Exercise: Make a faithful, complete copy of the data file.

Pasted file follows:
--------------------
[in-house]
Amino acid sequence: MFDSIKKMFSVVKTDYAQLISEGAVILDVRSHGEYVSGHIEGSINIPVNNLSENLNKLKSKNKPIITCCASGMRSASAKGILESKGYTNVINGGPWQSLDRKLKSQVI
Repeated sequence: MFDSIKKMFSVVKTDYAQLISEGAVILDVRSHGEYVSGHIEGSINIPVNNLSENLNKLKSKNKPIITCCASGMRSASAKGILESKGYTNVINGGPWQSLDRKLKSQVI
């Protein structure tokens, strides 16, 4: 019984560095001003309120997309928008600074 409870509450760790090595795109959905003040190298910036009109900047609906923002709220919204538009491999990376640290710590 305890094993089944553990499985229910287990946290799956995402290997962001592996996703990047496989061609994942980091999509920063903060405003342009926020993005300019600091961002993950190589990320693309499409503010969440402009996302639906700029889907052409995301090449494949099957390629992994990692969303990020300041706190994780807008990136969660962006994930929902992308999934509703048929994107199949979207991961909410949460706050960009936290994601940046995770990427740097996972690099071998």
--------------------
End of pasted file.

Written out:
[in-house]
Amino acid sequence: MFDSIKKMFSVVKTDYAQLISEGAVILDVRSHGEYVSGHIEGSINIPVNNLSENLNKLKSKNKPIITCCASGMRSASAKGILESKGYTNVINGGPWQSLDRKLKSQVI
Repeated sequence: MFDSIKKMFSVVKTDYAQLISEGAVILDVRSHGEYVSGHIEGSINIPVNNLSENLNKLKSKNKPIITCCASGMRSASAKGILESKGYTNVINGGPWQSLDRKLKSQVI
């Protein structure tokens, strides 16, 4: 019984560095001003309120997309928008600074 409870509450760790090595795109959905003040190298910036009109900047609906923002709220919204538009491999990376640290710590 305890094993089944553990499985229910287990946290799956995402290997962001592996996703990047496989061609994942980091999509920063903060405003342009926020993005300019600091961002993950190589990320693309499409503010969440402009996302639906700029889907052409995301090449494949099957390629992994990692969303990020300041706190994780807008990136969660962006994930929902992308999934509703048929994107199949979207991961909410949460706050960009936290994601940046995770990427740097996972690099071998």